How to Format a Business Letter in Five Easy Steps

More business communication than ever is now done through email and instant messaging tools, but more serious business communication is still often done with letters.

If you need to write business letters, it’s important to stay professional and use the right format if you want to be successful. People won’t take you seriously if you don’t produce a proper professional document, and it can hinder your progress in all areas of your professional life.

Practically, there are specific and universal rules that you can follow if you want to write and send the perfect business letter. We’ve outlined them in five steps here – all you have to do is follow our instructions.

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start right

Any business letter should start with contact information. You must first include your name, title, address, telephone number and email address – although you can omit some of this information if your company has letterhead that already includes contact details .

Immediately after your address, include the date, then fill in the recipient’s contact information in the same order and in the same format as yours.

Use the correct greeting

Once the contact information is sorted and accurate, you need to make sure you open the letter correctly, which means using the correct salutation that reflects the recipient.

If you don’t know who you are writing to, use the classic “to whom it may concern”. If you don’t have a personal relationship with the recipient, use a formal “dear” followed by their professional title and last name. Only use their first name if you already have an informal, friendly relationship with that person.

This isn’t always required, but you can also include a subject line above or below the greeting to help the recipient quickly identify the contents of the document. This is especially useful if the recipient receives a lot of mail.

Man typing on laptop

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On the way to writing

After sorting out the addresses and greetings, it’s time to write the main body of the letter. Although the content is obviously up to you, a business letter should always use the first paragraph to address the general purpose of the communication.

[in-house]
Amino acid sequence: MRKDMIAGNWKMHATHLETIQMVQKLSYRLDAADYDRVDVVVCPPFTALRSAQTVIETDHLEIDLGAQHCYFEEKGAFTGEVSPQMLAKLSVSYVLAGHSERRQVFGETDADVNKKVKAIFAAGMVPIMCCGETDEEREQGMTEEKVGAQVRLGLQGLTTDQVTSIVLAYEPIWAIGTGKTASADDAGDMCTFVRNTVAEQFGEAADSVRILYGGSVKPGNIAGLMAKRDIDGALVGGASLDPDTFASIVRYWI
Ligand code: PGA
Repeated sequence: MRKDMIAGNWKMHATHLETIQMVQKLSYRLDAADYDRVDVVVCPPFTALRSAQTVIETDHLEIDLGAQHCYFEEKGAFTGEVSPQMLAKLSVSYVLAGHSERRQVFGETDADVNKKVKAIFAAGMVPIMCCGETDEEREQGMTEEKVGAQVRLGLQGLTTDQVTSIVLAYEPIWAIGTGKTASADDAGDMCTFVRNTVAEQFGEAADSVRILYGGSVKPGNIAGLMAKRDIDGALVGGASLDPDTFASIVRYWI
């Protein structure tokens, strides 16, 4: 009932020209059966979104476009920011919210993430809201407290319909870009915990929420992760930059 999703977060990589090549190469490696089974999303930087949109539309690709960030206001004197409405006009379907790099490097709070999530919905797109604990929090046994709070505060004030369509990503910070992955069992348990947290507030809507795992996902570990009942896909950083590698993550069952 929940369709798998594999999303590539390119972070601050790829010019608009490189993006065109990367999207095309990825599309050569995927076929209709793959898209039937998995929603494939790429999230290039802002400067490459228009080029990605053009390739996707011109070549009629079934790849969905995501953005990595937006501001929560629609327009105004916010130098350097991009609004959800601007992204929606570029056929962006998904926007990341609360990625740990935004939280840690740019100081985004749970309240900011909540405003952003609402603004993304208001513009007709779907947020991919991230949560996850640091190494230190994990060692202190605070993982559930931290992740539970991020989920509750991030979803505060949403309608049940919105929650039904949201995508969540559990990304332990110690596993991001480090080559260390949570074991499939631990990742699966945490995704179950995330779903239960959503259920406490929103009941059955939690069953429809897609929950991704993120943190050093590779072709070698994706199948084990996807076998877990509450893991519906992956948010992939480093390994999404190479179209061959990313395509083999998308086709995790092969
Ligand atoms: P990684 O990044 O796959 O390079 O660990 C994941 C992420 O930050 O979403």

A business letter should have consistent formatting. Your text should be single-spaced and ideally should be left-justified. You should leave a clear line between each paragraph.

Use clear, professional language, stay on topic, and summarize your points in your final paragraph. Include a polite instruction or call to action to let the recipient know what would ideally happen next if further action is needed.

A solid finish

When you’ve finished the main body of your letter, wrap it up properly and maintain a professional tone. You can conclude a letter with a greeting like “your sincerely, respectfully yours” or a less formal phrase like “all the best” or “thank you” if you have a closer relationship with the recipient.

If you are going to print the letter and mail it, leave four lines for your signature, then type your full name and title. You don’t need to do this if you are going to email the document – just include your full name and title with no extra spaces.

At this point in the letter, you can also leave a brief note to list the names of any documents you have included with the letter. This is useful if you had to send a letter with additional documents, as it means the recipient can check that nothing has gone missing. If you didn’t write the letter yourself, you can also include the typist’s initials at this point.

Cover letter

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Get the details right

These are the four key rules you need to follow if you want to format a business letter correctly. Beyond that, however, you should adhere to these additional tips to ensure you do a really good job and ensure your letter gets the results you want.

You should proofread the document before posting it – you won’t look professional if you have spelling or grammatical errors littering the letter. Keep your formatting consistent and use the same font everywhere – something professional like Times New Roman, Garamond or Calibri is ideal.

Whatever you write, make sure you don’t use too much detail. A letter can get bogged down in details that just don’t matter. Don’t use redundant words or unnecessary industry jargon and avoid abbreviations – you can’t be sure the recipient will know what you mean.

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